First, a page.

It had been 7 minutes, and we were still together, climbing fast and furiously. We had been climbing at our limit up this 8% cat 3 about 35 miles into things. The group was smashed behind us, and three of us had gone off the front. With only 90 more seconds until we got to the summit, I knew this had to be the moment to go, to turn the screws, to hit the gas. The only problem was, I felt absolutely terrible. They didn’t look much better though after a quick check, so I looked at my options. We’d been climbing steady at 380 watts for 7 minutes. If I pushed it up to 400 for even a few seconds I could probably get some daylight between us. So I pushed.
There’s something silly about 20 watts. On one hand, it’s menial, tiny, nothing. The difference between 160 and 180 watts is indistinguishable to me (even though it’s an 11% difference). But push 380 to 400 and it’s only a 5% difference and very noticeable. Like the difference between tough and soul crushing.
I cranked it up that extra 20 watts, a fraction of what we were doing, and the cracks formed. One bike length became three, and soon I was 10 seconds up the road. I backed off back down to 380w but the damage had been done. A carefully placed surge, 5% higher for 30 seconds was all it took.
Power Meters are very simply measuring devices of your power output on the bike. Much like the wattage rating on a lightbulb showing how many watts it uses for its particular brightness, power recorded from your pedaling the bike are recorded and displayed in watts. What that gives you then, is a very precise display of your exact effort at any given moment. And that’s the gold that makes you faster.
Data alone can’t make you faster though, it’s about the careful, calculated and educated application of it that makes or breaks your riding. Consider the above story. I knew a few things going into that climb:
- Exactly how many watts I could do for 8.5 minutes. Knowing what numbers you’ve done yesterday, gives you the approximate limits of what you’re capable of tomorrow.
- That a small spike in power could potentially crack someone, or defeat them mentally even if they could actually do the numbers needed.
- Even a 5% increase in power can feel unmatchable if applied at the right moment.
- Precisely how much was too much. Sure I could have stood, hammering blindly on the pedals for 10 seconds at some unknown higher number, but that could have emptied the legs, and left me vulnerable. Knowing from past experience that 400w at that moment would be sustainable for 30 seconds without crushing me completely, gave me the parameters to work with for the attack.
When you’re racing, knowledge is power. Knowing your competitors abilities and weaknesses allows you to apply pressure on those areas. Likewise, knowing your own abilities and weaknesses keeps you from hurting yourself in a way in which you won’t be able to recover.
Now of course, there is plenty of work that needs to be done beforehand to set those power baselines in your head. Training with power allows you to gather that data slowly over time, so that you do know how long you can hold certain numbers, how big of an attack you can put in and sustain, etc. In fact training is THE way in which a power meter makes you faster.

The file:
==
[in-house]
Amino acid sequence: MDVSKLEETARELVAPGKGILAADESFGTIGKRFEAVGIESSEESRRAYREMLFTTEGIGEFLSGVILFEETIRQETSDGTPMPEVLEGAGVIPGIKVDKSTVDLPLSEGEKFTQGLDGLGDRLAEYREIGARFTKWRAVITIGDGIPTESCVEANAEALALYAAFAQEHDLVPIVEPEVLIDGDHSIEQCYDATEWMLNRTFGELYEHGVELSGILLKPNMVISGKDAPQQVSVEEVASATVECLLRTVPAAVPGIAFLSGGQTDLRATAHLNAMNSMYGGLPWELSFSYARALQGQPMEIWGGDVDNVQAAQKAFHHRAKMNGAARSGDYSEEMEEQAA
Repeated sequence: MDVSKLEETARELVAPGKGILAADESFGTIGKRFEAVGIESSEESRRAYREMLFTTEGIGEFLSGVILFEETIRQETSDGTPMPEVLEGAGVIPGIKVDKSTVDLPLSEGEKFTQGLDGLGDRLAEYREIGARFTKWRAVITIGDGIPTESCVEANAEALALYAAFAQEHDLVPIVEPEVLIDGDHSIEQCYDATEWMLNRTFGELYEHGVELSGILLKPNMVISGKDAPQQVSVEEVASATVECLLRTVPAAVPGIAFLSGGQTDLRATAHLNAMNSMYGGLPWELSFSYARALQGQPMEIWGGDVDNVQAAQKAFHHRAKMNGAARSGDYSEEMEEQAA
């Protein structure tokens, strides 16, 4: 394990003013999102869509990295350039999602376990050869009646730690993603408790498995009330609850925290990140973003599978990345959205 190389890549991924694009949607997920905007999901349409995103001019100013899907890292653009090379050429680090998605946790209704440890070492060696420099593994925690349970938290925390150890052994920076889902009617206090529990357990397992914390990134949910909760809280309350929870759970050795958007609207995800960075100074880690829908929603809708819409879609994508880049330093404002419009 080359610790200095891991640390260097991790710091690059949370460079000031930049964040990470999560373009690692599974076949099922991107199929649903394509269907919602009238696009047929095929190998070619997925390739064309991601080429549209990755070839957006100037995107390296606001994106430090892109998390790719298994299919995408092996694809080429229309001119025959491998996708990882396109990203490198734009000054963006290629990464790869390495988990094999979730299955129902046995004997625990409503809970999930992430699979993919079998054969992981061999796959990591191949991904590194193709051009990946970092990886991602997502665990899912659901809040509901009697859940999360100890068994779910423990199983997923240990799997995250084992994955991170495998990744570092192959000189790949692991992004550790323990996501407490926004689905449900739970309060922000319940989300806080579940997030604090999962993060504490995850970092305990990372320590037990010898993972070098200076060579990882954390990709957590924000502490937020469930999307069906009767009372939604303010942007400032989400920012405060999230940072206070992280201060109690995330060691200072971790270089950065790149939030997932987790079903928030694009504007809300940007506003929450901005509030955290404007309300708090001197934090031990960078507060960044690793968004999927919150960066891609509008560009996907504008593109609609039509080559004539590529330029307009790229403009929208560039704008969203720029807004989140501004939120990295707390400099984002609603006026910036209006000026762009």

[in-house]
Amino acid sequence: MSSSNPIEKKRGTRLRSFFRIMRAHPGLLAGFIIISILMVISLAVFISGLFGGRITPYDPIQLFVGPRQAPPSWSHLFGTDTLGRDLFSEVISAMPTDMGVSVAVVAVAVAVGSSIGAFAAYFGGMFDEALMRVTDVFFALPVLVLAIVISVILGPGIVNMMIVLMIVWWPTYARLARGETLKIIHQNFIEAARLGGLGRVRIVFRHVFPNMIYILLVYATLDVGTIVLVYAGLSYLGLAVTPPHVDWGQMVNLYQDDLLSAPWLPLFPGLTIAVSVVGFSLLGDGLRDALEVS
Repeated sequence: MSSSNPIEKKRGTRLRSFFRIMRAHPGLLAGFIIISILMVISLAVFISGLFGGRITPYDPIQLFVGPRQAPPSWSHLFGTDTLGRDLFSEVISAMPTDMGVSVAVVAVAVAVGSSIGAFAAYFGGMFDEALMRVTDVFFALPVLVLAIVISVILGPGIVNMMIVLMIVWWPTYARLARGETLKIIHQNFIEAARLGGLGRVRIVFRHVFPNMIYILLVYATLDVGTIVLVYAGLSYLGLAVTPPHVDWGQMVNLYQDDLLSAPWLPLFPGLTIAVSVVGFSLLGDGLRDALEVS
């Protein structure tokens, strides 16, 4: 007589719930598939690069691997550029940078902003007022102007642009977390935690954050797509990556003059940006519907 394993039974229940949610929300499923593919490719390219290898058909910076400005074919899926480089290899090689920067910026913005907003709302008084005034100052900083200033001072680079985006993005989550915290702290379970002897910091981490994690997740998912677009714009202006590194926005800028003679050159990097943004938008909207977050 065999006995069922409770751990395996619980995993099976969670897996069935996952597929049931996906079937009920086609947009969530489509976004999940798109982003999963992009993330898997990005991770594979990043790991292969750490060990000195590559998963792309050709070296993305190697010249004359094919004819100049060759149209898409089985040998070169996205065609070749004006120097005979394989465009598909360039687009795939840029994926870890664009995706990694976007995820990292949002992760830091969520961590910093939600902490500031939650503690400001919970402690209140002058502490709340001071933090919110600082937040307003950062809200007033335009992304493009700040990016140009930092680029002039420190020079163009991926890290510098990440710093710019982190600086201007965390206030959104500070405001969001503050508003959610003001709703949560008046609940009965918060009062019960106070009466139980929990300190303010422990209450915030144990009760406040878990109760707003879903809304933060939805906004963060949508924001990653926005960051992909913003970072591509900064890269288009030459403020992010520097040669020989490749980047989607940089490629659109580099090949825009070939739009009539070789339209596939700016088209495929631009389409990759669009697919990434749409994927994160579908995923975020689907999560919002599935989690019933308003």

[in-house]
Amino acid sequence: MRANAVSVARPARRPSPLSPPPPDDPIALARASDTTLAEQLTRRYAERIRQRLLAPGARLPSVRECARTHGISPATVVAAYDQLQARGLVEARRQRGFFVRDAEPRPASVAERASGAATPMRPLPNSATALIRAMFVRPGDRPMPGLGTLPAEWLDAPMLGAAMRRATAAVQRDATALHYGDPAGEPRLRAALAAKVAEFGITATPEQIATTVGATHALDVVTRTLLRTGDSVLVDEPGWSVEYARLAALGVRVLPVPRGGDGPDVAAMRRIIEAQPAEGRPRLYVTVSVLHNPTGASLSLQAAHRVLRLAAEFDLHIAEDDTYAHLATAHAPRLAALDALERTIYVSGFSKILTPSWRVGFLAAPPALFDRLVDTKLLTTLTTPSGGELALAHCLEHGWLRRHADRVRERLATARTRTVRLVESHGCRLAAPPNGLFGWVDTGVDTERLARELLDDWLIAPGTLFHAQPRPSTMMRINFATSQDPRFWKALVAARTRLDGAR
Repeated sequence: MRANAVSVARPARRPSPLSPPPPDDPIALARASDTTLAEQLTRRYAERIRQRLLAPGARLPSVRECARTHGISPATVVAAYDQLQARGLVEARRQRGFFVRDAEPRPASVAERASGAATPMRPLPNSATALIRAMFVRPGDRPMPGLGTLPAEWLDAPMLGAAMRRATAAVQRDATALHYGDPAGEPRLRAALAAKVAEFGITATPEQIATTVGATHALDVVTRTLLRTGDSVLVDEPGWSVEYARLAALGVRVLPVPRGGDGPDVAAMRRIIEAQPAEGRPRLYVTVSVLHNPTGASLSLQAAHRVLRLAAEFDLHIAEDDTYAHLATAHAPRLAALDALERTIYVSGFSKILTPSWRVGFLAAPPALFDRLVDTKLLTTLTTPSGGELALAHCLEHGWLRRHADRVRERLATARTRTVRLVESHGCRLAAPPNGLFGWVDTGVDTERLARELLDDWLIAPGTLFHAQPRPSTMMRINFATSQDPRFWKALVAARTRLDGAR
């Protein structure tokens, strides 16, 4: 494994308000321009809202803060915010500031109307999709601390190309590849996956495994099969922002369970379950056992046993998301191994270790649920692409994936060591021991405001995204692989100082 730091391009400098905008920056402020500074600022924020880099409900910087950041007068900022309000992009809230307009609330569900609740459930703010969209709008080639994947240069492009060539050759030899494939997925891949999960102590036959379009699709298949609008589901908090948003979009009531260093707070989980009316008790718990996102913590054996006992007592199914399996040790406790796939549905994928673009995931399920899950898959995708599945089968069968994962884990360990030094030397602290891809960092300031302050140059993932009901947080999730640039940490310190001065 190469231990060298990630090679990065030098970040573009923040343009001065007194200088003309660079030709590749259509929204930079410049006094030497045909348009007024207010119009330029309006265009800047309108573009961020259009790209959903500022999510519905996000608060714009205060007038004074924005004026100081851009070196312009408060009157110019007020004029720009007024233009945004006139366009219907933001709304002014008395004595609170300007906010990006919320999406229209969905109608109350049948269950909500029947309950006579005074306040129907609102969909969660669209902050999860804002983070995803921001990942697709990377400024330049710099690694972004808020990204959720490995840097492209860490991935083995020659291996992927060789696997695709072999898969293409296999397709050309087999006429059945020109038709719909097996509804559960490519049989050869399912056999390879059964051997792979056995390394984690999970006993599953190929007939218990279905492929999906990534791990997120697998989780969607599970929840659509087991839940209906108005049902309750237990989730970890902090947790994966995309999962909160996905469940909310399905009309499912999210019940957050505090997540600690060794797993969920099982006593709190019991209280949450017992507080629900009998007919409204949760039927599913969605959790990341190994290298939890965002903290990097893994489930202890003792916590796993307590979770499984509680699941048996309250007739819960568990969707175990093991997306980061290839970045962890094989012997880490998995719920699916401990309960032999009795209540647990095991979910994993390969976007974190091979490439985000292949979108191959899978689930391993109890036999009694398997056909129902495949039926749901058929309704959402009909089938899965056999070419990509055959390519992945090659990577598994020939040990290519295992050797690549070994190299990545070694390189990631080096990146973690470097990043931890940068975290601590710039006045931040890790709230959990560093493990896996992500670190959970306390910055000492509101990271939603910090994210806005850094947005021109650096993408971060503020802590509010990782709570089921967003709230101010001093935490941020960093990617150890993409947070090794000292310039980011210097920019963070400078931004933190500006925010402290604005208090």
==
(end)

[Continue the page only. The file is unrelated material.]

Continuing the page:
When I head out the door to train, sometimes it’s windy. Other times I’m tired. Often my legs hurt, or I didn’t eat or hydrate perfectly that day; the list goes on. There are plenty of reasons why you may not feel great on a given day. If you use a heart rate monitor you could notice that one day your heart rate is dragging, while the next day it is through the roof for the same type of effort. The body and conditions I ride in are rarely identical from one day to another, but it’s power output capabilities usually are. This then keeps me honest.
If I go out, riding into a headwind, dehydrated, with sore legs, my power shows me exactly how hard I’m pushing, even if it feels impossibly hard. When I’m looking to improve and get faster, knowing where my previous limits are helps me repeat them, and push past them. Sure, having a standard training route to test yourself on regularly is great, but given changing conditions, seasons, traffic, or varying equipment, any number of things could change how fast you go. The power meter though is never influenced by anything but your legs. If you can do 250w for 10 minutes today, next week, try for 260w. If you’re on a group ride and you get dropped on a climb doing 300w this time, next ride make sure you hover around that number.
With exact, numeric limits outlined, you can determine precisely how hard to push yourself to improve while training. Knowing where the limit is keeps you motivated, and makes goals tangible/measurable. With a power meter, you don’t waste time wondering if you’re going hard enough, or too hard. You know. You hit your targets, you find your limits, and you constantly test and push beyond them. The virtual carrot is there, waiting to be overtaken.
Power meters make you faster because they quantify your limits, and dare you to push past them.
Want to look into getting a power meter? Click HERE to find out about different options available.